You can never be scared in that eight-year-old way again, though this version’s reworkings of some of the TV movie’s memorable scenes will jolt newcomers (and anyone who half-remembers the original). What it adds to the tale is del Toro’s inimitable Gothic style, perfectly communicated by noted graphic artist and newcomer director Troy Nixey, whose atmospheric short film Latchkey’s Lament won him the assignment. The new Dark has you in its baroque vise and squeezes hard from the first scene, where an esteemed 19th century nature illustrator and his unfortunate housekeeper come to bad ends at the talons of something unspeakable living in the recesses of his studio in his Rhode Island mansion. Let’s just say that any hopes the filmmakers had of keeping their intended PG-13 rating flew out the window in the first five minutes, as the very specific violence pushes the movie into R-rated territory (not that the movie is heavy-handed or gratuitous in its shocks to our systems).
The embattled heroine of the 1973 version was played by child-woman Kim Darby, of the original True Grit. del Toro and Robbins have split the role in two, as the story moves into the present day and Alex Hurst (Guy Pearce) is feverishly restoring the house, a make-or-break career proposition that leaves him little time for his partner and girlfriend Kim (Katie Holmes) and his 11-year-old daughter Sally (Bailee Madison). Bored and resentful Sally rummages through the property, treating us to glimpses of some eye-fillingly forbidden production design executed by Roger Ford, an Oscar nominee for Babe. (True to its title the film, shot by veteran Oliver Stapleton, is very dark indeed.) She finds the hidden basement chamber–a discovery that excites the inhabitants of its bottomless ash pit, a race of creatures given a centuries-old backstory and delightfully bad habits that they plan to exercise once more on our kind. Not so gently they cultivate Sally as their vessel, but she finds an ally in Kim, who begins to take her tales of little monsters seriously.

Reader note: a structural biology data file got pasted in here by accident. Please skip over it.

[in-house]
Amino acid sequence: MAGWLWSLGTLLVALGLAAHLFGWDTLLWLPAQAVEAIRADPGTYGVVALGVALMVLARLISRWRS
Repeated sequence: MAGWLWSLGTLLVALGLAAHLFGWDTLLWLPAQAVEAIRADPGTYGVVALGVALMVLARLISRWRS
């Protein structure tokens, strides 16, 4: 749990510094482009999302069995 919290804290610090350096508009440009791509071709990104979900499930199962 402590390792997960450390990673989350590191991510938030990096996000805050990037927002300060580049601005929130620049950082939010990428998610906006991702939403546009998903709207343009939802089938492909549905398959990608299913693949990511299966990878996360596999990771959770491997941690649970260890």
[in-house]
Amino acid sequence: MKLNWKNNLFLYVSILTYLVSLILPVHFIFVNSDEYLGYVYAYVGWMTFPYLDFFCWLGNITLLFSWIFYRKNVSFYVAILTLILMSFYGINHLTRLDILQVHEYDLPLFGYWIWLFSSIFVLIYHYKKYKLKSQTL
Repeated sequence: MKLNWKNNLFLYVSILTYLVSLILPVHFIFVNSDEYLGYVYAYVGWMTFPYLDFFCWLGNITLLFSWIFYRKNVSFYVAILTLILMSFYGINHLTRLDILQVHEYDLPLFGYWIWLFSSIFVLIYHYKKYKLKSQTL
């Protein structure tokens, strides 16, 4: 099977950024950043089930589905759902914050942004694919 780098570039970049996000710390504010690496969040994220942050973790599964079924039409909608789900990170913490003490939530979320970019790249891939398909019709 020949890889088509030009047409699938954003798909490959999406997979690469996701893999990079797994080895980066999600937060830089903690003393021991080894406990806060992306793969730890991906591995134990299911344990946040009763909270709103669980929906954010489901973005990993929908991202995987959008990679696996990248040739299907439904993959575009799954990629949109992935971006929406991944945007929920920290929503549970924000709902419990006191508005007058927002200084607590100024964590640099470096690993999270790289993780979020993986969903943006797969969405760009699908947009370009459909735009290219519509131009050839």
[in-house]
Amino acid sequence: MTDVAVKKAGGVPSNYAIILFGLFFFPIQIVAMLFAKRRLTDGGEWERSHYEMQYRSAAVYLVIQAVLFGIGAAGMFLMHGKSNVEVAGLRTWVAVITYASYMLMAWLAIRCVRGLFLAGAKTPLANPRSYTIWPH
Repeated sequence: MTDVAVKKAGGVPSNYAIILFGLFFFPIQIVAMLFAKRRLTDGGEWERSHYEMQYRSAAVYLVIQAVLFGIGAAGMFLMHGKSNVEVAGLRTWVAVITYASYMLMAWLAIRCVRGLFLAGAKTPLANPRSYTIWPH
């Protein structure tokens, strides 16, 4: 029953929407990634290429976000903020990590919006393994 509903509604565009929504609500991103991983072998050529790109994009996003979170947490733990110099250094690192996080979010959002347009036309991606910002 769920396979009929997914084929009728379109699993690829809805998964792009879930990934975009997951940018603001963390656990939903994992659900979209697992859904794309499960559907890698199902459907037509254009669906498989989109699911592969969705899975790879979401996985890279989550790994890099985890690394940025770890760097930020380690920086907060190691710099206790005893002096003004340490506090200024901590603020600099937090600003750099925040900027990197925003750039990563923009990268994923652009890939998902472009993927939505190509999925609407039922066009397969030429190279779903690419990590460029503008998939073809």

And there are lots of little monsters to take seriously. While the TV movie made do with a trio of creepy man-in-suit beasts, digital effects send swarming armies of the dark at us, not, thankfully, in 3D. There’s no need for a third dimension with creatures as flawlessly rendered as these chatty, voracious hobgoblins. As importantly, however, the bond that forms between the two women is also tactile and credible, as a tangle of slights and miscommunication straightens out under siege in a reenvisioning done right. Strong protagonists both, Madison (from the fantasy Bridge to Terabithia) and Holmes don’t crumple under the weight of the movie’s Gothic pile. (The distracted dad isn’t as forceful a part but the resourceful Pearce manages to make something of it.) Fearful of seeing another lousy horror movie? Don’t Be Afraid of the Dark.